All meals are taken together family style at just a few large tables
and you dine with other guests and the staff. This makes the
atmosphere very intimate.  We got to know some very interesting
people.  Much more personal than other, larger resorts.

The food is good.  Breakfast is a small buffet with eggs, some kind of
meat, (bacon or saugage on alternating days), and plenty of fruit and
cereal. You get two choices for lunch and dinner.  They remind you
that, if you don't like the choices offered, just say so and they will
try to accomodate.  We never had a problem but the kitchen staff are
like a bunch of mother hens and love to please.  Don't expect
expansive buffets where you stuff yourself.  The portions are very
adequete but not overly large.  You won't go hungry and you won't gain
weight.

DIVING PROCEDURES:
I have dived with Kilbrides in the BVI and Cap't Don's Habitat on
Bonaire and this operation beat them both in terms of service.
--When you arrive, you will be given an orientation to the dive
operation.  They will interview you about how you like it set up.
They will take your equipment and tag it with a number that they
assign you so they can keep it all straight.  When you get on the
boat, everything will be set up.  I was diving with a rented Dacor Rig
which has all the flotation on the back.  I was concerned with it's
tendancy to put my on my face when at the surface and inflated, so I
requested trim weights on the tank at the bottom to balance things
out.  They were there every day.  They rinse your stuff after every
outing.
--The owners are active in an organization of dive operators in Fiji
and are pushing to require that all divers wear computers.  To that
end, if you don't bring a computer with you, they will lend you one at
no charge.
--The morning dive is a 2 tanker.  You get up at about 7, eat a 7:30
and be at the boat at 8:30 with mask, fins and snorkel.  Your gear
will be set up. The boat that we used (they have two of these) is a
multihull (pontoon boat) with a double bench down the center.  To make
your entry, you stand up, walk forward one step and take your giant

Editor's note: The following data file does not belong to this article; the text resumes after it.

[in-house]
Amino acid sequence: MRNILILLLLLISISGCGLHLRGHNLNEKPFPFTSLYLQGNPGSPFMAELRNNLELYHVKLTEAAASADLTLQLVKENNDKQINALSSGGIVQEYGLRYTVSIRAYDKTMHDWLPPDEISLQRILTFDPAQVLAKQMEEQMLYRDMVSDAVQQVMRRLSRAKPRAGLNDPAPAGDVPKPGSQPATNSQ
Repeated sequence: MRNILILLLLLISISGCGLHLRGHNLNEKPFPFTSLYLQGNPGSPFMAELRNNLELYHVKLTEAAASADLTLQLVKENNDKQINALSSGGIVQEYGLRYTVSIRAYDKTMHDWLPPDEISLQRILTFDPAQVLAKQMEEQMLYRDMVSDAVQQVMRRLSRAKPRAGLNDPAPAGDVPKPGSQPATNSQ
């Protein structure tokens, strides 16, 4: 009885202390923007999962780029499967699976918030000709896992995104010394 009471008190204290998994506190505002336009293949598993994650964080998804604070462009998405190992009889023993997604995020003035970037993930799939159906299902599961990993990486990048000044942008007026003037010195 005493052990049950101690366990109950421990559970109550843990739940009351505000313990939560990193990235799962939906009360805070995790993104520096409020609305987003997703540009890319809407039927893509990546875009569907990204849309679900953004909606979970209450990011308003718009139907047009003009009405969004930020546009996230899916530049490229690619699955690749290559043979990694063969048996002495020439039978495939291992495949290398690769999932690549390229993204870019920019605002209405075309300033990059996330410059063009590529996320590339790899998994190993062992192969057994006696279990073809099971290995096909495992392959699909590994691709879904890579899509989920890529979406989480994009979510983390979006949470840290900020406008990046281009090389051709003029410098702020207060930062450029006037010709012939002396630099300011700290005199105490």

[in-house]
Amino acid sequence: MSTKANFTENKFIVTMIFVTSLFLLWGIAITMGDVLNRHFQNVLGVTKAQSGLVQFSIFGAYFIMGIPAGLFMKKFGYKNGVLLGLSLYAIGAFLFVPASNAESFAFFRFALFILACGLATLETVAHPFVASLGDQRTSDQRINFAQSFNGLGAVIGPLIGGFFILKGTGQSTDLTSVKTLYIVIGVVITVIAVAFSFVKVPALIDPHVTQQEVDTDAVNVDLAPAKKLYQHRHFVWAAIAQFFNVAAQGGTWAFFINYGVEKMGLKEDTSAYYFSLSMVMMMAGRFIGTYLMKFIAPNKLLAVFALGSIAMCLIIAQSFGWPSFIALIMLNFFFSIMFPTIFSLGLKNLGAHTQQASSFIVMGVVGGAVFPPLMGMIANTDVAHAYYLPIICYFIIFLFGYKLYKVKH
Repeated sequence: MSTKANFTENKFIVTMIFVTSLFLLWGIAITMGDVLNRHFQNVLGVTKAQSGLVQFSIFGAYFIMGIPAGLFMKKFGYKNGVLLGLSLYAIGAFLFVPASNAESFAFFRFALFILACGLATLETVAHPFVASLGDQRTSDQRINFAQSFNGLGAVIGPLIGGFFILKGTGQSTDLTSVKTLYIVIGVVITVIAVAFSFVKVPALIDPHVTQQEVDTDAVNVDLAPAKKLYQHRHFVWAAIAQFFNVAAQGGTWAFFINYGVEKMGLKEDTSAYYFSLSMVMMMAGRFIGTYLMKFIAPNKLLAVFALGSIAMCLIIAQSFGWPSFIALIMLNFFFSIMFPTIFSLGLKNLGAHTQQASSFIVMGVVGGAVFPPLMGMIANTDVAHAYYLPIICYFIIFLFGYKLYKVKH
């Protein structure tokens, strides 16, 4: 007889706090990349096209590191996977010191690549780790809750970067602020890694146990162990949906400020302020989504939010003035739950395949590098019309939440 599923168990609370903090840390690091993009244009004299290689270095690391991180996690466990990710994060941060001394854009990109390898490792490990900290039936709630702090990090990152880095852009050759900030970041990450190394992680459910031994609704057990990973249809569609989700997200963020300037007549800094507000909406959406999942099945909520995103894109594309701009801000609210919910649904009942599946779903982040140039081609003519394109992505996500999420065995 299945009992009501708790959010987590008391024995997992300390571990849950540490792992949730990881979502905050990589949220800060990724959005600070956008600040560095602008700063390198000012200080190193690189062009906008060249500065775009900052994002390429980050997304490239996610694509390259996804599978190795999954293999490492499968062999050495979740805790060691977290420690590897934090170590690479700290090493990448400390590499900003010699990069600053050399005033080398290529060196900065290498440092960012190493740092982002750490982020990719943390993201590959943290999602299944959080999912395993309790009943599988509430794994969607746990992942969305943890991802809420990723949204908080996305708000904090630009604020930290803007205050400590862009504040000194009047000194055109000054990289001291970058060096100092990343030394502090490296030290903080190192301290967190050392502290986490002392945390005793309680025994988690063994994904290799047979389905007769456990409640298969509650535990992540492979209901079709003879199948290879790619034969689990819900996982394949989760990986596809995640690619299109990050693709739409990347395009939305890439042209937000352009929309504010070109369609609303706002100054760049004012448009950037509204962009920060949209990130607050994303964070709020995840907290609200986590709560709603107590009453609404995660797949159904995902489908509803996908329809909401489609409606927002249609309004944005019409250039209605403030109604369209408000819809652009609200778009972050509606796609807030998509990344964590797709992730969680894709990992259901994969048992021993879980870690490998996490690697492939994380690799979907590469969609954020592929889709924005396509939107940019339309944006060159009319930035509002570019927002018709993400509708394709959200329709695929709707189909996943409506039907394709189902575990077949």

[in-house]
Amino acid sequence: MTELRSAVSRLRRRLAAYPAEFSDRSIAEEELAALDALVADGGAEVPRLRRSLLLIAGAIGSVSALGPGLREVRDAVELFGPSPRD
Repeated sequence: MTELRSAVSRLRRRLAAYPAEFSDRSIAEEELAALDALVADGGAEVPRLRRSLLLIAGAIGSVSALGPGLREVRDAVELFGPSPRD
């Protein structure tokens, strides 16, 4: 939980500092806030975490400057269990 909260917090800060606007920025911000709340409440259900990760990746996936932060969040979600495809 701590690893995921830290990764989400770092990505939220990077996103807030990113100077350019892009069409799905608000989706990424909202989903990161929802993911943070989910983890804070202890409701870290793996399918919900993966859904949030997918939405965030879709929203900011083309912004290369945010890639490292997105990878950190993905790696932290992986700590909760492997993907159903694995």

stride.  Exit is by ladders on either side of the boat.  They allow up
to 12 on a boat, but we never had more than 6.  No head on the boat.
--All the dive sites are owned by the local village so DK is the ONLY
operation using them.  There are stories about villagers stripping
unauthorized boats that come back after a warning.
--For each dive, the divemaster will conduct a briefing that includes
a map of the site, they will point out where the boat is on the map
and then orient you to the c***heads in the water.
--The surface interval is interesting.  None of the sites is more than
15 minutes away by boat so they could bring you back.  Instead, they
take you to a special beach just for surface intervals.  I suppose it
is to keep from having to chase down divers.  Anyway, this is a second
1000 feet of white sand beach with a small hut where you can enjoy the
shade, a cookie and a drink.  Look out the front of the hut and you
see the beach.  Look out the back and you see *** rain forest.  If
you are very quiet, the birds and butterflys start coming out.  You
are welcome to go back into the forest a short way to look around.
There are no facilities at the hut other than the forest.  While
you are relaxing, they are changing your equipment for you.
--At the end of the trip, they rinsed and dried our equipment for us.
They took care of the outside of the bc, but didn't rinse and drain
the seawater out of the inside of the bcs and, had I known that, I
would have done it myself.  No biggie.

In addition to the 2 Tank dive in the morning, they offer a 1 tank
dive in the afternoon and a night dive.  By special request, they will
run a full day at the Astrolabe Reef with 3 tanks.  Unlimited shore
diving, day or night, is included and there is a very nice reef just
down the beach and about 30 feet off shore.

We did not rent equiment from DK but the stuff that they rented out
looked recent and we heard no complaints.  They don't do Nitrox.

THE DIVES:
Chock full of life.  There were times that I felt like I was swimming
in an acquarium.  The fish seemed to be less afraid of us than in
other places.  I could easily get within 12 inches.  Gobs of c***
(hard and soft).  We saw a few large critters: Manta Rays, Eagle Rays,
small white tipped reef sharks and sea turtles.  We had been warned to
look out for sea snakes but never saw any.

Very little current.  You just about had to stop and hover to see if
there was any.  The water was really smooth by my standards (6-9 inch
swells) and the owner told me that it was a bit choppy.

The water temperature there was between 74 and 78 (winter).  I dove
with a polarfleece and was just comfortable.  Another degree colder
and I would have had trouble.  My hands got cold, though, so next time
I will take gloves. My daughter dove with a shorty of thin neoprene
and did fine.  In summer, I would imagine that no thermal protection
would be necessary.

WOULD I GO BACK:
Yes.

Pros:  
1.  Knock down gorgeous location.  Looks like Gilligans Island wanted
us to believe.
2.  Exellent dive operation.  Valet diving makes it easy for lazy guys
like me.
3.  People, people, people.  This was more like a bed and breakfast.
We met some very interesting and entertaining folks; something that I
don't do easily.
4.  Some people might think this a Con, but we liked the modest food
portions.  Given the chance, we would have eaten too much.

Cons:
1.  The stinkin' plane flight from LAX is 10 hours and I just don't
sleep at all on planes.  If you have the miles, go for the 1st class
upgrade and get some Z's.

Note:  I am not affiliated with the resort in any way.  Just a recent
customer.  The opinions expressed above are my own and should be
integrated with other reports for a more un-biased view.

If you have additional questions, you can eamil me at

Non-spammers
please remove the "bite me".  Spammers will know what to do.